Researchers at the University of Illinois at Chicago School of Public Health are conducting a study to determine if collaborative virtual environments improve public health preparedness and response planning.
The study is funded by a $1.6 million grant from the U.S. Centers for Disease Control and Prevention.
The project will use Second Life, a Web-based virtual world in which users move and interact in simulated 3-D spaces, to train public health workers in emergency preparedness.
UIC researchers will recruit 40 local health departments from across the United States to participate in the study. Half of the participants will use the virtual environment to support their emergency preparedness planning and half will use a traditional meeting approach to planning.
Ninety-nine percent of public health departments across the country train public health workers for emergency situations by using traditional table-top exercises or live simulated drills, according to Colleen Monahan, principal investigator of the study and director of the Center for the Advancement of Distance Education at the UIC School of Public Health.
Traditional training methods are often costly, unrealistic, limited to a few participants at a given time and location, require significant advanced planning, and provide only one particular scenario.
"We believe that using virtual environments will improve collaboration across agencies and jurisdictions, raise awareness about planning for vulnerable populations, increase the realism in the training exercise, allow participants to participate in different scenarios, and allow emergency responders to return to the training exercise at their convenience for ongoing training," said Monahan.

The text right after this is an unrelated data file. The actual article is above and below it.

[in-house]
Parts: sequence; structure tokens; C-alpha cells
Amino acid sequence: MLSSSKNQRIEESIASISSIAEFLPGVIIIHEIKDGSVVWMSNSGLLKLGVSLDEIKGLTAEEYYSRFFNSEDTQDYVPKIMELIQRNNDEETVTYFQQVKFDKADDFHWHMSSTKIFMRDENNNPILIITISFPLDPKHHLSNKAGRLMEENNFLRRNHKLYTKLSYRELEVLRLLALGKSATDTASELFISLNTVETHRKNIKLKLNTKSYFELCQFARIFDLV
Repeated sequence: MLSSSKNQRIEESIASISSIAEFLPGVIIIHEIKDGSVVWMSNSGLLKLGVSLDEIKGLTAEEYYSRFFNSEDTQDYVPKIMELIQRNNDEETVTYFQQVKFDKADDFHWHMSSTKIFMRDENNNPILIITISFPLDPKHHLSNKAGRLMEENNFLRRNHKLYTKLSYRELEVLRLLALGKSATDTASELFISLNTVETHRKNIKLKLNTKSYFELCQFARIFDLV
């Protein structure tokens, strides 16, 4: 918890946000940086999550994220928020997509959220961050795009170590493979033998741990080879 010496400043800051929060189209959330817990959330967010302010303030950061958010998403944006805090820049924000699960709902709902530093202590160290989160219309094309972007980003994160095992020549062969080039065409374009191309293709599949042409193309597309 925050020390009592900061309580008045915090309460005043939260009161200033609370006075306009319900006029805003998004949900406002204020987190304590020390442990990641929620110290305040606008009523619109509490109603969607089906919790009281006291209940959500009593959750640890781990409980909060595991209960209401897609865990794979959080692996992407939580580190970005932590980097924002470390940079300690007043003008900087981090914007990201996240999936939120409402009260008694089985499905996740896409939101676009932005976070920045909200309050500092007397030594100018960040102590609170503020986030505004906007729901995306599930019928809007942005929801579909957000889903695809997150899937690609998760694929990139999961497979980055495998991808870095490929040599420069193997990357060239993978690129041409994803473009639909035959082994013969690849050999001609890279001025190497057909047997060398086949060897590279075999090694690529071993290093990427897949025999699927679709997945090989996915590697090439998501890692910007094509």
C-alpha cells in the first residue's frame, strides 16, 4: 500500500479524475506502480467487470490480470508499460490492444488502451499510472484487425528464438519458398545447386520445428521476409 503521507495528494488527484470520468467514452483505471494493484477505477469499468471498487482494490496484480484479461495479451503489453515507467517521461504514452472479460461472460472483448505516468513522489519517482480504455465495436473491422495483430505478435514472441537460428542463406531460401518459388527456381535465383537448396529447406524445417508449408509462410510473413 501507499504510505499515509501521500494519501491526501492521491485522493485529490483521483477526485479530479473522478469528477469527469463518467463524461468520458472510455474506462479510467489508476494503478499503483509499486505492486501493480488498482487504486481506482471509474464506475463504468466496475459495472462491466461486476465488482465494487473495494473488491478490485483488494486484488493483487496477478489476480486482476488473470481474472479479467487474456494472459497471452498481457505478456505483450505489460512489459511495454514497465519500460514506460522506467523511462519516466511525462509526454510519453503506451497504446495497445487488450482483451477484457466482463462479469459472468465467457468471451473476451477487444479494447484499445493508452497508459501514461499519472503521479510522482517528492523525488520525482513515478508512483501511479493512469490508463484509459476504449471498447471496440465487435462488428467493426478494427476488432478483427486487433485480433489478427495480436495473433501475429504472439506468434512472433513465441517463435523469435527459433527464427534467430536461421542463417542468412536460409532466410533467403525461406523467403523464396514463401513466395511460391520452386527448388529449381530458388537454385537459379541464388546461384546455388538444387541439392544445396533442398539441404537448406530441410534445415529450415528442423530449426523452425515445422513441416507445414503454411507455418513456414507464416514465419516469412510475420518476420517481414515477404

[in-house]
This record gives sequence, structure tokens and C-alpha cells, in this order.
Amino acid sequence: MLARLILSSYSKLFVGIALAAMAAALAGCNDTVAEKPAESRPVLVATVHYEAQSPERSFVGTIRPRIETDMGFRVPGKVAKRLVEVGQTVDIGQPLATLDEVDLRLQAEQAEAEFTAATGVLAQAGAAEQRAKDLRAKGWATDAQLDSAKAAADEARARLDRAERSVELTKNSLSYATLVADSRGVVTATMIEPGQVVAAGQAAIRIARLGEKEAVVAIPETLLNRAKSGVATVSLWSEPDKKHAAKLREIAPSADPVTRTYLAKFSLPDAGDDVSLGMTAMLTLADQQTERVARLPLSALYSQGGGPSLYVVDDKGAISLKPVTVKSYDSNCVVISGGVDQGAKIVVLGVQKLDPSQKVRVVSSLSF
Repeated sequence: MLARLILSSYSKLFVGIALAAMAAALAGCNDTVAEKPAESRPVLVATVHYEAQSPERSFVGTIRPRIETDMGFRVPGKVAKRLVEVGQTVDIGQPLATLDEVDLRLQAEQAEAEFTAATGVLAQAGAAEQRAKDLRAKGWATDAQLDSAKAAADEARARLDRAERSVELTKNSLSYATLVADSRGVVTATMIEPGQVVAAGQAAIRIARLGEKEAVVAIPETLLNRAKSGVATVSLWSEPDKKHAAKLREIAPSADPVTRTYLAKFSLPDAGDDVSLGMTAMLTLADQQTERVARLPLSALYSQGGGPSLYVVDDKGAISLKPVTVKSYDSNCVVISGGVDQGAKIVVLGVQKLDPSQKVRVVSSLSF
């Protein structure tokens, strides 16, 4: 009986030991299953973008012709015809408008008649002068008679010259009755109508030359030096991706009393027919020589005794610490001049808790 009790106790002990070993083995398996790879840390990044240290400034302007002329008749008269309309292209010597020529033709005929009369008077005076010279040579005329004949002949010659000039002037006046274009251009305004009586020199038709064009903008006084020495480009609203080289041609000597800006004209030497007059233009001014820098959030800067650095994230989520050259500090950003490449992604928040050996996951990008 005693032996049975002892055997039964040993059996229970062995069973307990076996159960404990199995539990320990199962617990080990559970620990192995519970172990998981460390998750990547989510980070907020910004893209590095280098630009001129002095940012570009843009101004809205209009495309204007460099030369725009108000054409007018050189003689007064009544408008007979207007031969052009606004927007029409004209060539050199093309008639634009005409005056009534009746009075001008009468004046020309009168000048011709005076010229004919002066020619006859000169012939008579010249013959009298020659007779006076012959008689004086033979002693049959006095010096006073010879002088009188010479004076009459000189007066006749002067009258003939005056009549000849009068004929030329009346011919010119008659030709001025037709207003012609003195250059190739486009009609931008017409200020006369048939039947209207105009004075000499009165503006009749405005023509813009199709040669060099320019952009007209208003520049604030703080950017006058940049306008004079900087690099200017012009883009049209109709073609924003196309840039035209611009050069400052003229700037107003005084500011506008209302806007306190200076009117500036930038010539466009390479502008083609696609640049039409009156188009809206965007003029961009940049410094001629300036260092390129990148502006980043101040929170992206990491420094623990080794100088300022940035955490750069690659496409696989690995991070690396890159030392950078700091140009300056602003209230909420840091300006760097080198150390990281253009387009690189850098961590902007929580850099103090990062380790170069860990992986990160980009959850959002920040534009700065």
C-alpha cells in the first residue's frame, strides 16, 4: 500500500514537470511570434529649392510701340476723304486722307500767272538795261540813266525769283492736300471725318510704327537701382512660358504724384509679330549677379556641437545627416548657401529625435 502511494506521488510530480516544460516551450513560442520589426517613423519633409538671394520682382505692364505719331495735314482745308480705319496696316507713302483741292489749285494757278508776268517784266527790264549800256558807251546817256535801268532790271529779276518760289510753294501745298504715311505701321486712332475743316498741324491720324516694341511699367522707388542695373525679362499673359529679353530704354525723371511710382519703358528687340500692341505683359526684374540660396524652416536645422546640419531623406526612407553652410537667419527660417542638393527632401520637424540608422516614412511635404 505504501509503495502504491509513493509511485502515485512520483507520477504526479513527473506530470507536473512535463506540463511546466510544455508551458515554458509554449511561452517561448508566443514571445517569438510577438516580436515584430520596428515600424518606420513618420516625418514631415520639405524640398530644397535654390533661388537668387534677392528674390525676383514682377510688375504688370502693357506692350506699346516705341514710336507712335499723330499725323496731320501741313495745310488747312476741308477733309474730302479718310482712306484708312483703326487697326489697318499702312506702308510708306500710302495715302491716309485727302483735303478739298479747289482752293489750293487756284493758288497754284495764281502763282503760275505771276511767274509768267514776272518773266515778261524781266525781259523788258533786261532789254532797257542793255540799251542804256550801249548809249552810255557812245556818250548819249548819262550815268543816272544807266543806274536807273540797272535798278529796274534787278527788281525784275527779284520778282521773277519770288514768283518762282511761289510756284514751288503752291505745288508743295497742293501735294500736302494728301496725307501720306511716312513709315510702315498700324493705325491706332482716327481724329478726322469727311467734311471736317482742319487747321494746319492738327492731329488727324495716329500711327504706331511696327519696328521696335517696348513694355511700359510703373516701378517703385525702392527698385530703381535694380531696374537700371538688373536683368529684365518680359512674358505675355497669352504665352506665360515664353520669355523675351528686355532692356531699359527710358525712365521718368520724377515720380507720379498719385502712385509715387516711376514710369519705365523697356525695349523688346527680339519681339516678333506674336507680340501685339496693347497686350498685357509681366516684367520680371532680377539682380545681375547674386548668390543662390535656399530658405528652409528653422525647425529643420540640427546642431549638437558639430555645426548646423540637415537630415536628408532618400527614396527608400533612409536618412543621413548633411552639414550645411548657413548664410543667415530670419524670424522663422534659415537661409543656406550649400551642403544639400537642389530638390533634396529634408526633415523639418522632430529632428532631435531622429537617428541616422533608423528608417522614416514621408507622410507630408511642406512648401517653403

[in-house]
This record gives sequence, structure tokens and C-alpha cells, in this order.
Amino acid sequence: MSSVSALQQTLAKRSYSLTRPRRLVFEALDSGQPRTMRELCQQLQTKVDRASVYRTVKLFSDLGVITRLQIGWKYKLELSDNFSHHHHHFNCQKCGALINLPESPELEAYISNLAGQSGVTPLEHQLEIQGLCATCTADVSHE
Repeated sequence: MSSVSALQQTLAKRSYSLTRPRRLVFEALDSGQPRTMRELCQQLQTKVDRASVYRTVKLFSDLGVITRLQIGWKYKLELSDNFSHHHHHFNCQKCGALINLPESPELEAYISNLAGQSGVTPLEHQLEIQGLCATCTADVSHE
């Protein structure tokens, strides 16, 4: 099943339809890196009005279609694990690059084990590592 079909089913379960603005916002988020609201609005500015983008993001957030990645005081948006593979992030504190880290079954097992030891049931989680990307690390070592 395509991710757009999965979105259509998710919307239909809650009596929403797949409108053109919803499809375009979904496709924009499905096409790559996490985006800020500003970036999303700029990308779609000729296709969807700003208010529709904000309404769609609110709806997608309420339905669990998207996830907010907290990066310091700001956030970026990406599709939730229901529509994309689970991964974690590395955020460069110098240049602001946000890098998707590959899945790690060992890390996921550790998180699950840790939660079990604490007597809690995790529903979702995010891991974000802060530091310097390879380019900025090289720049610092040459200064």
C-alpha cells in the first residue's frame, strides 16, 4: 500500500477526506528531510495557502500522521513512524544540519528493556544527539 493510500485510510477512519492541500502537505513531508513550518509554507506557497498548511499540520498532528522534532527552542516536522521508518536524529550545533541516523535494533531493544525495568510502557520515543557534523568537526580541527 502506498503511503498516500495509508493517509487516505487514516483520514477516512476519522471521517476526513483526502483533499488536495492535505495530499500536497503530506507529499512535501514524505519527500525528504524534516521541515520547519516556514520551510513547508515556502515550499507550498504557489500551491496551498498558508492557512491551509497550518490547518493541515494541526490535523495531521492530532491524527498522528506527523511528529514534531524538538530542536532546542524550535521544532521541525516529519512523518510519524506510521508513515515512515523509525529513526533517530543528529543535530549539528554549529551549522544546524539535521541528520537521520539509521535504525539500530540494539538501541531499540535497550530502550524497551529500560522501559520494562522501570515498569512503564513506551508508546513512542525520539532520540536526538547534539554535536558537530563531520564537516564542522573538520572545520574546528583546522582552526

The researchers will collect data through surveys and directly from the virtual environment to learn how the participants used the virtual training, where they visited, and how long they stayed.
The group receiving traditional training will be surveyed after the completion of the exercise to determine the effectiveness of training.
The Center for the Advancement of Distance Education at the UIC School of Public Health brings innovative technologies, such as games and simulations, to various audiences, primarily in the field of health.
The center's work in collaborative virtual environments includes training federal, state and local emergency workers and volunteers in scenarios ranging from pandemic influenza to bioterrorism and "dirty bombs." For more information, visit www.virtualpublichealth.com
Co-principal investigators are Kevin Harvey and Steve Jones from UIC.
The study is part of the CDC-funded Public Health Preparedness Research Center at the University of Minnesota School of Public Health.
UIC ranks among the nation's top 50 universities in federal research funding and is Chicago's largest university with 25,000 students, 12,000 faculty and staff, 15 colleges and the state's major public medical center. A hallmark of the campus is the Great Cities Commitment, through which UIC faculty, students and staff engage with community, corporate, foundation and government partners in hundreds of programs to improve the quality of life in metropolitan areas around the world.
For more information about UIC, visit www.uic.edu